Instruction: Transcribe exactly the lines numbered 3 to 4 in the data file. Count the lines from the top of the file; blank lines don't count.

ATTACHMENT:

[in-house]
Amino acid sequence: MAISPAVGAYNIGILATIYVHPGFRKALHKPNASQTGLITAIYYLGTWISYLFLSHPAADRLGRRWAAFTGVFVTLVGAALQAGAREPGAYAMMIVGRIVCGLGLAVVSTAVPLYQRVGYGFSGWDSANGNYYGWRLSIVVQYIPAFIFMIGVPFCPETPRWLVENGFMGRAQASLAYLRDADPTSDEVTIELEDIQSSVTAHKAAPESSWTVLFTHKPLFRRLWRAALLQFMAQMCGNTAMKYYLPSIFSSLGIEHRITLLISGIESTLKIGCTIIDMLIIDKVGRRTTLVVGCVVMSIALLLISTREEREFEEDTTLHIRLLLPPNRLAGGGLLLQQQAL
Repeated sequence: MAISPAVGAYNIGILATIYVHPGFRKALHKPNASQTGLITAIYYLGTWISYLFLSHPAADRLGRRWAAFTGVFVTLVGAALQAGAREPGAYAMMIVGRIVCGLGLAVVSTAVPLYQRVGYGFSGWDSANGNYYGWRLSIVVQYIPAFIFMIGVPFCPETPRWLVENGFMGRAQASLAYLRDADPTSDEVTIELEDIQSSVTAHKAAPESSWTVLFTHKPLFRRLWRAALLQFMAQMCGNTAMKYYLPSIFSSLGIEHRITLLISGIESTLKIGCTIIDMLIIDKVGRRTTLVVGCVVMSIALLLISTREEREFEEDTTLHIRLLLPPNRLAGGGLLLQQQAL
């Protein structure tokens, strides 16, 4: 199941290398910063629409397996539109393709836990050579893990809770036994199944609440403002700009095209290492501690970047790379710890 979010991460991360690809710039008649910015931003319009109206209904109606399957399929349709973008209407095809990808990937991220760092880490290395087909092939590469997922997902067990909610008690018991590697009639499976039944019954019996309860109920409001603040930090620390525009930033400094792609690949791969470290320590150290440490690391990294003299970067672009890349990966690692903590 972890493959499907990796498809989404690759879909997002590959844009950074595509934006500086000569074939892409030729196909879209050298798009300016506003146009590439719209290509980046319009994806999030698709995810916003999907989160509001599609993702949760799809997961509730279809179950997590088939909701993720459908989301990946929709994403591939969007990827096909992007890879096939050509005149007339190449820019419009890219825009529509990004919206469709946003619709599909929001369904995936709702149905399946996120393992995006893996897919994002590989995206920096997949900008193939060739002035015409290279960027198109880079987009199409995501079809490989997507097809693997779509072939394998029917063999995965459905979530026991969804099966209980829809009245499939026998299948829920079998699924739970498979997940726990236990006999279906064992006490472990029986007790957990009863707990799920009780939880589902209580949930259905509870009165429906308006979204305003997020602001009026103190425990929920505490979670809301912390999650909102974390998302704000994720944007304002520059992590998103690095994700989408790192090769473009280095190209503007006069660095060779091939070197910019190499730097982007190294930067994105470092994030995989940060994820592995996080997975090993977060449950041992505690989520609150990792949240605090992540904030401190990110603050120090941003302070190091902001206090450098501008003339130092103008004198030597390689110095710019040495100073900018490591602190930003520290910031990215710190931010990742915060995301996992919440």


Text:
Repeated sequence: MAISPAVGAYNIGILATIYVHPGFRKALHKPNASQTGLITAIYYLGTWISYLFLSHPAADRLGRRWAAFTGVFVTLVGAALQAGAREPGAYAMMIVGRIVCGLGLAVVSTAVPLYQRVGYGFSGWDSANGNYYGWRLSIVVQYIPAFIFMIGVPFCPETPRWLVENGFMGRAQASLAYLRDADPTSDEVTIELEDIQSSVTAHKAAPESSWTVLFTHKPLFRRLWRAALLQFMAQMCGNTAMKYYLPSIFSSLGIEHRITLLISGIESTLKIGCTIIDMLIIDKVGRRTTLVVGCVVMSIALLLISTREEREFEEDTTLHIRLLLPPNRLAGGGLLLQQQAL
């Protein structure tokens, strides 16, 4: 199941290398910063629409397996539109393709836990050579893990809770036994199944609440403002700009095209290492501690970047790379710890 979010991460991360690809710039008649910015931003319009109206209904109606399957399929349709973008209407095809990808990937991220760092880490290395087909092939590469997922997902067990909610008690018991590697009639499976039944019954019996309860109920409001603040930090620390525009930033400094792609690949791969470290320590150290440490690391990294003299970067672009890349990966690692903590 972890493959499907990796498809989404690759879909997002590959844009950074595509934006500086000569074939892409030729196909879209050298798009300016506003146009590439719209290509980046319009994806999030698709995810916003999907989160509001599609993702949760799809997961509730279809179950997590088939909701993720459908989301990946929709994403591939969007990827096909992007890879096939050509005149007339190449820019419009890219825009529509990004919206469709946003619709599909929001369904995936709702149905399946996120393992995006893996897919994002590989995206920096997949900008193939060739002035015409290279960027198109880079987009199409995501079809490989997507097809693997779509072939394998029917063999995965459905979530026991969804099966209980829809009245499939026998299948829920079998699924739970498979997940726990236990006999279906064992006490472990029986007790957990009863707990799920009780939880589902209580949930259905509870009165429906308006979204305003997020602001009026103190425990929920505490979670809301912390999650909102974390998302704000994720944007304002520059992590998103690095994700989408790192090769473009280095190209503007006069660095060779091939070197910019190499730097982007190294930067994105470092994030995989940060994820592995996080997975090993977060449950041992505690989520609150990792949240605090992540904030401190990110603050120090941003302070190091902001206090450098501008003339130092103008004198030597390689110095710019040495100073900018490591602190930003520290910031990215710190931010990742915060995301996992919440």